At a time when the astounding unpopularity of both the Republican president and Republican-controlled Congress should give Democrats ample opportunities for electoral successes, the gang that can’t shoot straight is shooting itself squarely in the foot. Beyond the ongoing intramural squabble, it is clear the party simply doesn’t know how to win elections. The Democrats’ rare electoral victories over the past couple of decades have been personal triumphs by charismatic candidates—such as Bill Clinton and Barack Obama—who built their own electoral organizations rather than relying on the sclerotic, brain-dead party establishment that has otherwise failed consistently at the ballot box for the last five decades.
And the party’s leadership and consultant classes, neither of which has demonstrated any aptitude for winning elections, cling stubbornly to their perches, crushing the party’s chances of developing younger, more innovative leaders. Democrats’ seed corn is wasting away in the root cellar while the party’s tired, washed-up leaders hang on to power like Politburo potentates.
But let’s not pin all the blame on the party establishment. The Democrats’ rank and file members largely don’t know what they’re doing, either. Too many liberals are still utilizing 1960s-era tactics, such as rallies and marches, that no longer move the political needle. And many progressives fail to understand the supreme importance of voting, particularly in non-presidential elections. This has enabled Republicans to build their bench while local and state-level Democratic parties have floundered. For example, in the nation’s key swing region, the Midwest, Republicans have full control of every state but two (Illinois and Minnesota), and partial control in both of those; heading into 2018 they hold the Illinois governorship and both chambers of the Minnesota legislature. It is a chicken-and-egg problem. Democrats’ failures to win at the local level prevent them from developing the political talent that would be needed to gain those victories.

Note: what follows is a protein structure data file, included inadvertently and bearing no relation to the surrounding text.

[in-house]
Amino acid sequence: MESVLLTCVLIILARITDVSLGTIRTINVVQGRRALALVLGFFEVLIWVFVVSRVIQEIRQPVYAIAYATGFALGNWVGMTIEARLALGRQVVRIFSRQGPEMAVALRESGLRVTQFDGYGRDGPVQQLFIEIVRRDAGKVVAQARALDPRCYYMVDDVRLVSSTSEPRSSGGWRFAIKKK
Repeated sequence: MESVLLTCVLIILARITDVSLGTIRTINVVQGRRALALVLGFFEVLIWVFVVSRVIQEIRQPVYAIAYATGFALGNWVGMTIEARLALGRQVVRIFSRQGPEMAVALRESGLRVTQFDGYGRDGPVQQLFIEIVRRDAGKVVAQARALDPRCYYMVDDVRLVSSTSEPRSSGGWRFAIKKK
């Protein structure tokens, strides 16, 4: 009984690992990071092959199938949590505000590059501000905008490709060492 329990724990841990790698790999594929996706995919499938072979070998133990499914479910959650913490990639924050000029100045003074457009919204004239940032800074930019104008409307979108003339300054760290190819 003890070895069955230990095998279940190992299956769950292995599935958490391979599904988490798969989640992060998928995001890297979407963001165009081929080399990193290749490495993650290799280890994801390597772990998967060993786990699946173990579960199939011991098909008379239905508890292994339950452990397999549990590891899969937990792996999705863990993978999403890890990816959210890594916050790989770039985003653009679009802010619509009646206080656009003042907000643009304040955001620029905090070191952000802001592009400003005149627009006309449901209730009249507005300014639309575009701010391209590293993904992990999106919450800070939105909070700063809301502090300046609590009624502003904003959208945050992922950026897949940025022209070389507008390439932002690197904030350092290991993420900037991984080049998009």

So now, Democrats are paralyzed, clueless and possibly on the verge of fumbling a historic opportunity to get back on top presented by an unpopular president and an even more unpopular Congress. With full control of only six out of 50 state governments, the party is arguably in as dire of a condition as the Whigs were when they went out of business in the 1850s. The Whigs held nine of 30 governorships four years before they collapsed, which at 30 percent of the total was exactly on par with the Democrats’ 30 percent share of governorships today.
It’s possible that Donald Trump and congressional Republicans—who flounder at governing as badly as Democrats do at campaigning—may do for Democrats what they are incapable of doing for themselves. The GOP, battling its own problems, could keep the Democrats on life support for the next few years. But right now, Democrats are pulling the plug on themselves, and even the ineptitude of their opponents might not save Team Blue from a sorry fate.
Cliston Brown is a communications executive and political analyst in the San Francisco Bay Area who previously served as director of communications to a longtime Democratic Representative in Washington, D.C. Follow him on Twitter (@ClistonBrown) and visit his website at ClistonBrown.com.